Transforaminal Lumbar Interbody Fusion Surgery
Lumbar fusion surgery is performed after all conservative management options have been tried without satisfactory results. Various conditions that may be treated with fusion surgery are:-
- Degenerative disk disease may cause symptoms of back pain and radiculopathy. With advancing age, there may be a loss of disk height resulting in subsequent segment instability. The body tries to re-align by enlargement of ligaments and bony structures that may impinge upon the neural structures.
- Recurrent intervertebral disc herniations may result after traumatic events or degenerative conditions. The herniated disk may compress the exiting or traversing nerve roots causing symptoms of radiculopathy.
- Spondylolisthesis occurs as a result of misplaced vertebrae due to developmental, isthmic, or degenerative causes. The displaced vertebrae may cause back pain and symptoms of radiculopathy or neurogenic compression.
- Spinal canal stenosis occurs as a result of narrowing of the vertebral canal or the neural foramen.
- Failed back surgery involves the continuation of symptoms of back pain or radiculopathy after prior spine surgery. The failure of surgery may be due to implant failure, adjacent level degeneration, wrong diagnosis, incomplete surgery, etc.
The surgery is performed under general anesthesia, and the patient is placed on his/her abdomen. The surgeon gives a skin incision slightly towards the body’s side (about 4cm from the midline) over the involved segment. A metallic wire is passed under fluoroscopic guidance towards the facet joint complex.
Serial dilators are passed over the wire to create a muscle splitting rather than cutting exposure. The tubular retractors are then used to visualize the involved segment.
The surgeon then decompresses the segment by removing the facet joint and by performing laminectomy. The intervertebral disk material is removed from the involved side. Any other tissue compressing upon the neural tissue is removed.
The surgeon then introduces a cage between the involved vertebrae after the endplate preparation. The cage may be made of metal alloy or high-grade plastic such as PEEK (poly ether-ether ketone). The bone cage functions to maintain the disc space between the two vertebrae.
The bone cage is filled with bone graft material. The bone graft may be taken from the patient’s pelvis during the surgery or maybe utilized from a bone bank. The bone graft ensures speedy union between the vertebrae.
Mirror incisions are made on the other side to introduce pedicle screws. Rods are tightened over the pedicle screws to support the arthrodesis in the front. The screw and rod construct also decompress the vertebrae by distraction.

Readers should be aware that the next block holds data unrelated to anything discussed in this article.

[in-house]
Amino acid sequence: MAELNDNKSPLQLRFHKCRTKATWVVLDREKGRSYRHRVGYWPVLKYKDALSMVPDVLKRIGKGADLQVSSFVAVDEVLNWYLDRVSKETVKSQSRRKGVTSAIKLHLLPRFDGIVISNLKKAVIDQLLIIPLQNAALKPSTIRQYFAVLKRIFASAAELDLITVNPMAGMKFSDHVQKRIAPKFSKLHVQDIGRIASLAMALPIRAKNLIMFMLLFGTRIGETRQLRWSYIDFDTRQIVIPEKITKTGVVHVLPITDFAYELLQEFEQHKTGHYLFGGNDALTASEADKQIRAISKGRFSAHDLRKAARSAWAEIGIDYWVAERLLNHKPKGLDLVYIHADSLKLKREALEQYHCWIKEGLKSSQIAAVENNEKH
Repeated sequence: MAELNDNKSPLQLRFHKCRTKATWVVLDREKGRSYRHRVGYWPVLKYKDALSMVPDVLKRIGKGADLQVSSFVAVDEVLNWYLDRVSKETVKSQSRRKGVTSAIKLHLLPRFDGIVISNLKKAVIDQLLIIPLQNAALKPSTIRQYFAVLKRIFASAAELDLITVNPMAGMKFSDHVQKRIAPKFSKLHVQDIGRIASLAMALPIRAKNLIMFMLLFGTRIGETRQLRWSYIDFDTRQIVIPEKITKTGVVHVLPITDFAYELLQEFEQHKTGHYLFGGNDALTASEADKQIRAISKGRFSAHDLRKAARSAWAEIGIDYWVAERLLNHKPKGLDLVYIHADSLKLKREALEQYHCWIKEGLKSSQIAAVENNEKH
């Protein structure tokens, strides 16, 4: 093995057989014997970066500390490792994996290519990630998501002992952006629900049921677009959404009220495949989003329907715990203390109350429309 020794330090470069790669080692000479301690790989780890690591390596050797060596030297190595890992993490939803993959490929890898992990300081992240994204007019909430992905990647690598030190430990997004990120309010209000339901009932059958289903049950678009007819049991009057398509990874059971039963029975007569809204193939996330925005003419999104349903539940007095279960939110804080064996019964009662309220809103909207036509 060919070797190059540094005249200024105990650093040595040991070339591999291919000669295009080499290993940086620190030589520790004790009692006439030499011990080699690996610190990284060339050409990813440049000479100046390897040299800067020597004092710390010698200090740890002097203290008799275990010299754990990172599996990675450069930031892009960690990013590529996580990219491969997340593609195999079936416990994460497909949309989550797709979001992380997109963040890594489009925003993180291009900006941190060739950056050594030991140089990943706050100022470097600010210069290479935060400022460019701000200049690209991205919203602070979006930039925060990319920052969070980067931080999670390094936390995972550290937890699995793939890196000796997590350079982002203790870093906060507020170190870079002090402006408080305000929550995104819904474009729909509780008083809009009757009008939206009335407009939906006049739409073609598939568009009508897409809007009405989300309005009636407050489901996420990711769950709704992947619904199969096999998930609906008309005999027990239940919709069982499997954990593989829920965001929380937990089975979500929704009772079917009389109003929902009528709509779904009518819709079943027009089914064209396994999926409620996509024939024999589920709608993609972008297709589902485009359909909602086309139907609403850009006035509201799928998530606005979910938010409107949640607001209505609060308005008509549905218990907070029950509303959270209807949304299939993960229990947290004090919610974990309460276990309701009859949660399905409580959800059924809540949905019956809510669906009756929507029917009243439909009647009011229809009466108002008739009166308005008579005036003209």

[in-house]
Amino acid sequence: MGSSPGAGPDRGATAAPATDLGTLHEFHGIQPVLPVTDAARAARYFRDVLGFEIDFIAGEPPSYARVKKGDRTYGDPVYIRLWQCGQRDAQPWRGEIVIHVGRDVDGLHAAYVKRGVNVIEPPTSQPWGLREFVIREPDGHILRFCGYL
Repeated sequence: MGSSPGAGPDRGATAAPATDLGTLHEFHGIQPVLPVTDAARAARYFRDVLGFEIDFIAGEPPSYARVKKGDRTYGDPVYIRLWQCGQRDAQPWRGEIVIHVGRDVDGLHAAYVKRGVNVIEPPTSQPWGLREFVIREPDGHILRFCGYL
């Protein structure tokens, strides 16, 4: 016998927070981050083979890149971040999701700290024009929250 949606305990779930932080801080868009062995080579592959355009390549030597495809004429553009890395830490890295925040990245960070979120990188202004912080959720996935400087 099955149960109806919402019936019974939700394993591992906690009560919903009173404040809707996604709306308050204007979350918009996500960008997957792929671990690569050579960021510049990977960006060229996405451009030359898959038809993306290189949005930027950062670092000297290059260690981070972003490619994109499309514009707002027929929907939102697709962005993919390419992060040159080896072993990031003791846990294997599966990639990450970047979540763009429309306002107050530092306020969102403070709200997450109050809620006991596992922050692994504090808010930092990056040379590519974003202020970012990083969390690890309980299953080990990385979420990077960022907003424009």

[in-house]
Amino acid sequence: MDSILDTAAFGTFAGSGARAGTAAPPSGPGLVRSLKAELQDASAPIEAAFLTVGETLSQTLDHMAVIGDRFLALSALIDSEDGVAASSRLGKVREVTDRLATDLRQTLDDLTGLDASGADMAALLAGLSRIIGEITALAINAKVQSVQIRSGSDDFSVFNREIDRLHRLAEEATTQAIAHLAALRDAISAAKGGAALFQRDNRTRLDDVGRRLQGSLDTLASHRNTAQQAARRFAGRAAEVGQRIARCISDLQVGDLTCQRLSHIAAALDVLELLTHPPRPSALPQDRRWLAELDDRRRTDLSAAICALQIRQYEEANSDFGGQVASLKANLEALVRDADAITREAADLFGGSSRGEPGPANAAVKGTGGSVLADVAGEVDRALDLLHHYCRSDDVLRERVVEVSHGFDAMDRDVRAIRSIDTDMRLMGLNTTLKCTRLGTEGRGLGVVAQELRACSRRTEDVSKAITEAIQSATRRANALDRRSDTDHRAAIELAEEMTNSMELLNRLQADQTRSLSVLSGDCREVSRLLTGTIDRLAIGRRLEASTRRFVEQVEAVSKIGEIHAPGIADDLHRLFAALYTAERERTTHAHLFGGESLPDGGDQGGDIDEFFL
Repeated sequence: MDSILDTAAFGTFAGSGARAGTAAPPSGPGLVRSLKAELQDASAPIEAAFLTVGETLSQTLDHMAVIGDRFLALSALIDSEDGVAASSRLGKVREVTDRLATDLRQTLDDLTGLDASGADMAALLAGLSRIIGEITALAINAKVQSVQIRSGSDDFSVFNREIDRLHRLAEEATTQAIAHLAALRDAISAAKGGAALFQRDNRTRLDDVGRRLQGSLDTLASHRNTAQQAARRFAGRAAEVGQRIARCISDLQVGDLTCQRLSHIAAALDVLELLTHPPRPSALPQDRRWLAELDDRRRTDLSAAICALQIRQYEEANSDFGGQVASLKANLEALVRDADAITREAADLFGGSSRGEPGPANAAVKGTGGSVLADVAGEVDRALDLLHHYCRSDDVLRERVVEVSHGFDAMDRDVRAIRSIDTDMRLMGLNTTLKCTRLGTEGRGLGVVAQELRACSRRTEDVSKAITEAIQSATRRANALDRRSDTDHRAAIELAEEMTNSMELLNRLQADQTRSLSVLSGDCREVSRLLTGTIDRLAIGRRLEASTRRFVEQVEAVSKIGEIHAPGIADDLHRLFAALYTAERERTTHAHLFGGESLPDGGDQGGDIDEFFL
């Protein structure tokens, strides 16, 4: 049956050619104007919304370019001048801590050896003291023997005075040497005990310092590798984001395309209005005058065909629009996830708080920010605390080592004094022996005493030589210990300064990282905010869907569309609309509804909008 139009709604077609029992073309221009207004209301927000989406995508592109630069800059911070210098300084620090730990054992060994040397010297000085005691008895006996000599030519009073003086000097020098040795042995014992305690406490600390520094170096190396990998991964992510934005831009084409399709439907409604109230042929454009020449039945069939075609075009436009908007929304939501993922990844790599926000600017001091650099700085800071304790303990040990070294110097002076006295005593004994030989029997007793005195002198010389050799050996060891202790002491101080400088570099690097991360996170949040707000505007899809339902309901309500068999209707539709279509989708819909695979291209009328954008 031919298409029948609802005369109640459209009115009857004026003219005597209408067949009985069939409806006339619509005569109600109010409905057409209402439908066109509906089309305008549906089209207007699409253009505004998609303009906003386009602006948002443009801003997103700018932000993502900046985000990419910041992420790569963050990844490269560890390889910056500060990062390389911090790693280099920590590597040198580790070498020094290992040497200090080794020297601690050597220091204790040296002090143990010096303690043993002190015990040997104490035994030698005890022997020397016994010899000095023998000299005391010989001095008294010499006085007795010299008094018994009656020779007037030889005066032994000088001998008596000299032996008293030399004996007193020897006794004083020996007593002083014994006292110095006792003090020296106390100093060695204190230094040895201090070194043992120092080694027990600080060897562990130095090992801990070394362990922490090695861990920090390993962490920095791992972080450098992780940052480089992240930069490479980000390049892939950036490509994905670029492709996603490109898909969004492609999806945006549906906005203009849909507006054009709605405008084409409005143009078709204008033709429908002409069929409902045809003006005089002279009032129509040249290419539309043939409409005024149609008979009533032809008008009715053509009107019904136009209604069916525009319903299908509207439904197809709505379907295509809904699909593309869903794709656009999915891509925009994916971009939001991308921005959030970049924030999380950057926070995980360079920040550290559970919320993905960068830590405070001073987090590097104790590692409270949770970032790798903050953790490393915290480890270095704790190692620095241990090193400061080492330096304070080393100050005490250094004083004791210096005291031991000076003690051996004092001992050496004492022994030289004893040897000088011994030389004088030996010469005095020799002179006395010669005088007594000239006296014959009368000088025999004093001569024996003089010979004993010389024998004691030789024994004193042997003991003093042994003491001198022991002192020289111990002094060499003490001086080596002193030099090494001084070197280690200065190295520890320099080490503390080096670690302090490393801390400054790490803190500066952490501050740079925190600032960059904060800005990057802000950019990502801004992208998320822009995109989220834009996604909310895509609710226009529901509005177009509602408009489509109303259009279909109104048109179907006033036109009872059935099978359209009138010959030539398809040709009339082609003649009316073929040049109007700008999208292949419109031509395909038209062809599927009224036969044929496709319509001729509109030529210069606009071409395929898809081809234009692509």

Throughout the surgery, care is taken to protect the nerve roots and the dural sac from inadvertent damage. The incisions are closed in layers, and the patients may go home after a day’s stay at the hospital or may go home the same day if a minimally invasive technique is used.
Although the risk of complications remains relatively low, there may be potential complications of infection, blood loss, nonunion of the fusion, implant failure, blood clots, etc. The operating surgeon will discuss all the potential risks and complications with the patient before the surgery.
The majority of the patients are advised to walk the next day of the surgery and resume their daily activities. They are advised against the lifting of heavyweights and sudden bending or twisting movements. Physical therapy is initiated to strengthen the back muscles and improve flexibility. Pain medications may be used in the initial postoperative period.
Benefits of TLIF
The transforaminal approach utilized the entry from the side of the back. The entry prevents cutting of the back muscles to reach the involved segment. The muscles and other soft tissues are instead separated with the use of tubular dilators. This has been shown to improve the postoperative recovery period.
Patients treated with the TLIF approach experience less postoperative pain and require fewer doses of pain medications. They can also participate in physical therapy earlier than the patients treated with the traditional posterior approach.
A large amount of bone graft can be placed from the side of the spine that ensures a steadier fusion. The retraction of the dural sac and the nerve roots is minimum, so the chances of nerve injury and dural tear are far less with the transforaminal approach.
The lateral trajectory used in the transforaminal approach can also be used in patients with prior spine surgery. The approach may be used in patients with far lateral disc herniations and instability.
The transforaminal approach is contraindicated in patients with metabolic bone disorders such as osteoporosis. The TLIF surgery is also not indicated in patients with disc infection, multilevel disease, extensive scarring from prior surgery. The approach is also not indicated in patients with complete disc involvement as through TLIF, the surgeon can reach only one side of the disc.